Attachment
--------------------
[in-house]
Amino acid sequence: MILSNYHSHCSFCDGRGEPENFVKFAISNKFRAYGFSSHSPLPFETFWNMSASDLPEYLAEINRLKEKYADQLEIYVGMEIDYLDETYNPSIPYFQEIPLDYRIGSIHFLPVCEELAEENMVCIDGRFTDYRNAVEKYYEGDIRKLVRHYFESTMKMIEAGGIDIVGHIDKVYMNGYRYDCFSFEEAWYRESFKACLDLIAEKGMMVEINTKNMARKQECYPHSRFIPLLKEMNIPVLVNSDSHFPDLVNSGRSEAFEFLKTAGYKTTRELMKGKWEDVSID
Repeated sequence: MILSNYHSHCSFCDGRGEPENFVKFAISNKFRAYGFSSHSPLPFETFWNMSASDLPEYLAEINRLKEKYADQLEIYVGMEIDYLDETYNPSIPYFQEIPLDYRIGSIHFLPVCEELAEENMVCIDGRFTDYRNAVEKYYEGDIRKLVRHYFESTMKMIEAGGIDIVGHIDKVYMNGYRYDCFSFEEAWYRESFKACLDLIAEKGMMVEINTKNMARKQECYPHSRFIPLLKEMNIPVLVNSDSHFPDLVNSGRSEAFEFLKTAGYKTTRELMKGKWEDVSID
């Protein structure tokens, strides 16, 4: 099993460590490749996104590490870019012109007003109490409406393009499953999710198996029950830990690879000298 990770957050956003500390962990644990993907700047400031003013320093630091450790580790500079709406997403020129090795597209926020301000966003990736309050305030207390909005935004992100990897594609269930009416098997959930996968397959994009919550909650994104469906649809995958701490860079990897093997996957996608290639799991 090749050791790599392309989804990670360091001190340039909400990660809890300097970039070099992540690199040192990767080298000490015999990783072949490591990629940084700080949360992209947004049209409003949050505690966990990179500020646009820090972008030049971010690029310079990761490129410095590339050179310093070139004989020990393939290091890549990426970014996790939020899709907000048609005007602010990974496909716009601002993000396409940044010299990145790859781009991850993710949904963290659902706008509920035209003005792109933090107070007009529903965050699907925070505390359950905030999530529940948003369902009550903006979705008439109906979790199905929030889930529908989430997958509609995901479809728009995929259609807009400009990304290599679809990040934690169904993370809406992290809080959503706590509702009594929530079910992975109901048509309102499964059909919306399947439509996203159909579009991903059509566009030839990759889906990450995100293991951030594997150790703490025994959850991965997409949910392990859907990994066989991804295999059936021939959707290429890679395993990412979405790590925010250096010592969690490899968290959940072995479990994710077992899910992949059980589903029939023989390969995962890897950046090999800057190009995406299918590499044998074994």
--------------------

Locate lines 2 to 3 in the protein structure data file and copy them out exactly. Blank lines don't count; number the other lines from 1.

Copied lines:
Amino acid sequence: MILSNYHSHCSFCDGRGEPENFVKFAISNKFRAYGFSSHSPLPFETFWNMSASDLPEYLAEINRLKEKYADQLEIYVGMEIDYLDETYNPSIPYFQEIPLDYRIGSIHFLPVCEELAEENMVCIDGRFTDYRNAVEKYYEGDIRKLVRHYFESTMKMIEAGGIDIVGHIDKVYMNGYRYDCFSFEEAWYRESFKACLDLIAEKGMMVEINTKNMARKQECYPHSRFIPLLKEMNIPVLVNSDSHFPDLVNSGRSEAFEFLKTAGYKTTRELMKGKWEDVSID
Repeated sequence: MILSNYHSHCSFCDGRGEPENFVKFAISNKFRAYGFSSHSPLPFETFWNMSASDLPEYLAEINRLKEKYADQLEIYVGMEIDYLDETYNPSIPYFQEIPLDYRIGSIHFLPVCEELAEENMVCIDGRFTDYRNAVEKYYEGDIRKLVRHYFESTMKMIEAGGIDIVGHIDKVYMNGYRYDCFSFEEAWYRESFKACLDLIAEKGMMVEINTKNMARKQECYPHSRFIPLLKEMNIPVLVNSDSHFPDLVNSGRSEAFEFLKTAGYKTTRELMKGKWEDVSID